Since Michigan is surrounded by large bodies of water, it is one of the best places to explore shipwrecks. Experience history firsthand by visiting one of the sites this summer! Even if you aren’t a diver, there are options for charter tours with glass bottoms perfect for making memories while staying dry! To get you started, here are five water preserves that offer many shipwreck dives and tours.
Located on Lake Huron, the Thunder Bay National Marine Sanctuary holds nearly 200 historic shipwrecks in and around the bay. The cold, fresh water preserves the wrecks intact and frozen in time. There are several ranging depths, from a few inches to 200 feet, so it’s perfect for both diving beginners and experts or even snorkelers. Visit the headquarters at the Great Lakes Maritime Heritage Center to learn more about the wrecks before getting into the water. A few of the sites to visit include the Monohansett, the Grecian, the schooner Defiance and the brig John J. Audubon.
If you don’t want to get wet but still want to explore, look into Alpena Shipwreck Tours. Take off from Alpena into Lake Huron’s Shipwreck Alley. With “glass-bottom” viewing wells, these cruises are the perfect option for non-divers or for families with children. While cruising and checking out the wrecks, you’ll hear about the history and legends of Thunder Bay.
Head over to the Traverse City area for some great sites. Grand Traverse Bay is strategically located, which means many ships have sailed through for commerce activities. The Bay holds several lost ships near the shorelines making it a great destination for diving. The Grand Traverse Bay Underwater Preserve has worked hard to keep these wrecks intact for your viewing and learning pleasure. Check out Metropolis, a schooner that was lost in a snow storm in 1886. Some of the debris is only in eight feet of water, but there are deeper portions in 120 feet of water. Another schooner, the Yuba is only in 15 feet of water, making it a viable option for beginning divers. A third option, out of many, is the A.J. Rogers, built in 1862 that sank in 1898 while attempting to reach Old Mission Point. This schooner is located 53 feet under water.
If you’re looking to learn how to scuba dive or go with a group, check out Scuba North. A full service diving center, Scuba North has several options for charters, group travel and training.
For another Michigan location to explore, go further north to Munising. The Alger Underwater Preserve is located on the south shore of Lake Superior which includes Pictured Rocks National Lakeshore and Grand Island. In addition to shipwrecks, there are “sea caves” and underwater interpretative trails. A couple of the popular sites are the Smith Moore, resting at 70 to 105 feet of water, and the Bermuda, popular with sport divers at a depth of 12 feet.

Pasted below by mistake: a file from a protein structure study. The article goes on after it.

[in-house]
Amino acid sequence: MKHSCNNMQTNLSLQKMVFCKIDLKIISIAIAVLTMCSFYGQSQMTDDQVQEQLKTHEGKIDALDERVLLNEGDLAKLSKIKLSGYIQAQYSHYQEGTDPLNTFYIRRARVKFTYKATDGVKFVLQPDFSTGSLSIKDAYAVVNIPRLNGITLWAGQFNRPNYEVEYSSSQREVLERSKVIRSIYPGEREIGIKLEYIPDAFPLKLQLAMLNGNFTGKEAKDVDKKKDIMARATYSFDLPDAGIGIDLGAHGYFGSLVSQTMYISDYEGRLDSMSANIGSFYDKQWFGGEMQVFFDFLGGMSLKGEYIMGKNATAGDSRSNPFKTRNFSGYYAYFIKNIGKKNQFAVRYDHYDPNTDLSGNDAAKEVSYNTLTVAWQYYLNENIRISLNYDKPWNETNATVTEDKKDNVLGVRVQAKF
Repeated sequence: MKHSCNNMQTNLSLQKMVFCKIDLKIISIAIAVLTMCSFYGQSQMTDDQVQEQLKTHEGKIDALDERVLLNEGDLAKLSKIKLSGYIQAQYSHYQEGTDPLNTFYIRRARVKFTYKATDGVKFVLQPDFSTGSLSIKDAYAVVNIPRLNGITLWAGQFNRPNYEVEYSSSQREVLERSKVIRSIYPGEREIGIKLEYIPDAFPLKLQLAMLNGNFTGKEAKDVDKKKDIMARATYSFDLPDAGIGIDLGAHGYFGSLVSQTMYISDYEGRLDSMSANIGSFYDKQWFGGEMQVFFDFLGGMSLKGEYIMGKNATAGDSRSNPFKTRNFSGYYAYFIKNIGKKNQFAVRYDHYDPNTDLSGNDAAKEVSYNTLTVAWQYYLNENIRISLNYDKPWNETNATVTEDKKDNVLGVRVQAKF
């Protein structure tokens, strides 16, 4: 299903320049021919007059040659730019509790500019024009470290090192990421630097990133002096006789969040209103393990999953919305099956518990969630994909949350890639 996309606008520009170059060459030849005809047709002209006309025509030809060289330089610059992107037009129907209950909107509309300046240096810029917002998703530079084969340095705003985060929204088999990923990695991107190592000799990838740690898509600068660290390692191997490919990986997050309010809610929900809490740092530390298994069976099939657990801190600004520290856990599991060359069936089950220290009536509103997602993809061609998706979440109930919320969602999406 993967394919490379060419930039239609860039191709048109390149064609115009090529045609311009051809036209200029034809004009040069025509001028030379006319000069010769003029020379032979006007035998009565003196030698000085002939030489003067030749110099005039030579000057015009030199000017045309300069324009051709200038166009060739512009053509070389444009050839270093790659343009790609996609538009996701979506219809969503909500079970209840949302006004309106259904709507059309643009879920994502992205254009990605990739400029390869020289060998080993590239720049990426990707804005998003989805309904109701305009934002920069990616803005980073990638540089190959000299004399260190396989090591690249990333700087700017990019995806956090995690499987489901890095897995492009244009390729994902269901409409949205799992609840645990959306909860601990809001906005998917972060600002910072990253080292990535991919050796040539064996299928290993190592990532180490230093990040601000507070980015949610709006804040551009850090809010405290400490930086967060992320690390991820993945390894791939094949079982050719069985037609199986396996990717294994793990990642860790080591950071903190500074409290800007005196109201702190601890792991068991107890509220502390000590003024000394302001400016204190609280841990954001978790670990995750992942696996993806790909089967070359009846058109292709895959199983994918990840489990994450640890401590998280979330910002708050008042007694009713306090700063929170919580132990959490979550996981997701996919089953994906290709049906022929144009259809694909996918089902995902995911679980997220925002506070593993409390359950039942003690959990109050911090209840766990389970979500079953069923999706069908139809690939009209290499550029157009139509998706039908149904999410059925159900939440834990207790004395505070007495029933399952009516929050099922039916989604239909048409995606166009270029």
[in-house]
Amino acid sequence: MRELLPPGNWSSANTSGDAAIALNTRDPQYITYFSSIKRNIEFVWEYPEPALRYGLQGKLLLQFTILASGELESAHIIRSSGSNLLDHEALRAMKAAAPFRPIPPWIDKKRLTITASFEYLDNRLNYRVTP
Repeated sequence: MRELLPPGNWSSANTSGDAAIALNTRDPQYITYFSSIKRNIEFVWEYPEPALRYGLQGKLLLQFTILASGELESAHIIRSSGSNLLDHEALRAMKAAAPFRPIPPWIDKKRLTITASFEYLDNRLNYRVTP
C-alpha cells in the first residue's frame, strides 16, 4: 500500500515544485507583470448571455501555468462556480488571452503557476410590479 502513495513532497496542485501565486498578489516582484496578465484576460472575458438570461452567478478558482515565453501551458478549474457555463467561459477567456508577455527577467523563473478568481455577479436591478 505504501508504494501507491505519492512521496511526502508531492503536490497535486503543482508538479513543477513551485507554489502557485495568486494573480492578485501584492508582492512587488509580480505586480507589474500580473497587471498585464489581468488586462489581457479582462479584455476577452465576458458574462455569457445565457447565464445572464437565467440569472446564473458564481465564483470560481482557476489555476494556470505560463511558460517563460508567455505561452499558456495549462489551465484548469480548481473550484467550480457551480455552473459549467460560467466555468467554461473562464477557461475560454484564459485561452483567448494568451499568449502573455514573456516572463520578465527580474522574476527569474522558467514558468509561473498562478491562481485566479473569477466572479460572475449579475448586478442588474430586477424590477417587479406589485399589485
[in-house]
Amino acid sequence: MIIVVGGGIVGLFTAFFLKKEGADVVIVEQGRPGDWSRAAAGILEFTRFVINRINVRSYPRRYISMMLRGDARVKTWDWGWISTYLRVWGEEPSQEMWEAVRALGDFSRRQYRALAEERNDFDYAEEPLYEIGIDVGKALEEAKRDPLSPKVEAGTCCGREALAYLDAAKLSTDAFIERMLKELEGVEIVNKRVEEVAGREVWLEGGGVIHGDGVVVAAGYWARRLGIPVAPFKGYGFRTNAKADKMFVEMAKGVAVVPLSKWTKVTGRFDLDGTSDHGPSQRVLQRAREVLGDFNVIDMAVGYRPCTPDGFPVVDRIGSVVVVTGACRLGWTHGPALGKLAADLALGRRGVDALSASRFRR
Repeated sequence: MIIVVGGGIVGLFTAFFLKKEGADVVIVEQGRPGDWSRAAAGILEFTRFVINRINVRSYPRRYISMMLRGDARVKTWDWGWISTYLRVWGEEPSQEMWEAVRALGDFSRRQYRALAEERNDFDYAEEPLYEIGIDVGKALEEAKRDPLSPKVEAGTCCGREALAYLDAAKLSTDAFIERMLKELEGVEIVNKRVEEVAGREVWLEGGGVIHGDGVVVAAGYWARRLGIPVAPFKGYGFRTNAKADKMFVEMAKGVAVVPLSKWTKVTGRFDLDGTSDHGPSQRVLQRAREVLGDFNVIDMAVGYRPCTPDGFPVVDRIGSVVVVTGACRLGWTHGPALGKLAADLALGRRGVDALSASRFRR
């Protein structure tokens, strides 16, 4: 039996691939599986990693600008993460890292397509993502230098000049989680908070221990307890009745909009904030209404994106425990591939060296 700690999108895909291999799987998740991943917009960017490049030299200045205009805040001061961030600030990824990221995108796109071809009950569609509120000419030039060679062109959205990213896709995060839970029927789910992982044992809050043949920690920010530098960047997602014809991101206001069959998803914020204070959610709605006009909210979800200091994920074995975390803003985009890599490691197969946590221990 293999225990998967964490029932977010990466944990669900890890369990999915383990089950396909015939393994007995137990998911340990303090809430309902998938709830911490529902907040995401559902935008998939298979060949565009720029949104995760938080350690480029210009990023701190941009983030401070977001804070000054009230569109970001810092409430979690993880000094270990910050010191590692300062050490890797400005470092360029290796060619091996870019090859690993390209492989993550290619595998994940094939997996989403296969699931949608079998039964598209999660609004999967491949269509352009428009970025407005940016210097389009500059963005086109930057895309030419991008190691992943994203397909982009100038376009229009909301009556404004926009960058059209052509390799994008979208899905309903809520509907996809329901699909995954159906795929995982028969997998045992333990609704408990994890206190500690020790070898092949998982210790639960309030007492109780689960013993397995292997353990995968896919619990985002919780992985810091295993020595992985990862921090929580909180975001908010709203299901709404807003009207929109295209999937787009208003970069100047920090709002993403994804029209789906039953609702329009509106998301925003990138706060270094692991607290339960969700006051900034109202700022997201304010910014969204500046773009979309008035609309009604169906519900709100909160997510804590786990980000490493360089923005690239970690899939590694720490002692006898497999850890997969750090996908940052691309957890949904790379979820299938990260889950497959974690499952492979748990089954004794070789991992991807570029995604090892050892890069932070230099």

For a great tour, go with Exploring the North for narrated tours of the Lake Superior Shipwrecks with glass-bottom viewing panes perfect for observing the wrecks. They also offer diving for any type of diver, from beginner to expert.
Visit the Thumb and check out the Sanilac Shores Underwater Preserve in Lake Huron. There are several family fun activities as well, like the Port Sanilac Lighthouse, Sanilac Petroglyphs and the Lake Huron Shipwreck Museum. This Preserve is popular with sport divers as there are several options within recreational diving limits and at least 16 shipwrecks are above 120 feet. Visit Sport, the first steel tug on the Great Lakes. Sport has an abundance of relics and tools scattered throughout the site. Undiscovered until 1986, Regina is another great option with cargo scattered along the lake floor.
Go through Rec & Tec Dive Charters for an easier way of getting to the wrecks. Take a look at their website for more information on schedules and the area.
The Southwest Michigan Underwater Preserve is another great location on Lake Michigan to find fantastic shipwrecks. Visit the wreck Havana, a schooner that sunk in 1887, for great viewing of the ship’s construction. The hull, keelson, centerboard, hanging knees and more can be observed by divers. Another wreck is the Rockaway, lost in a storm in 1891 while sailing from Ludington to Benton Harbor. Make sure you stop in at the Michigan Maritime Museum in South Haven for some cool information surrounding the wrecks.
Shipwreck Explorers is one company you can go through for scheduling your diving tours. In the southeast region of Lake Michigan, the company can take you to the wrecks Hennepin, S.S. Michigan, Hamilton, and H.C. Ackley off the shores of Saugatuck and South Haven.
Be sure to check out our website for more trip ideas if you visit one of these locations!
What shipwrecks are your favorite to dive or view? Share with us in the comments!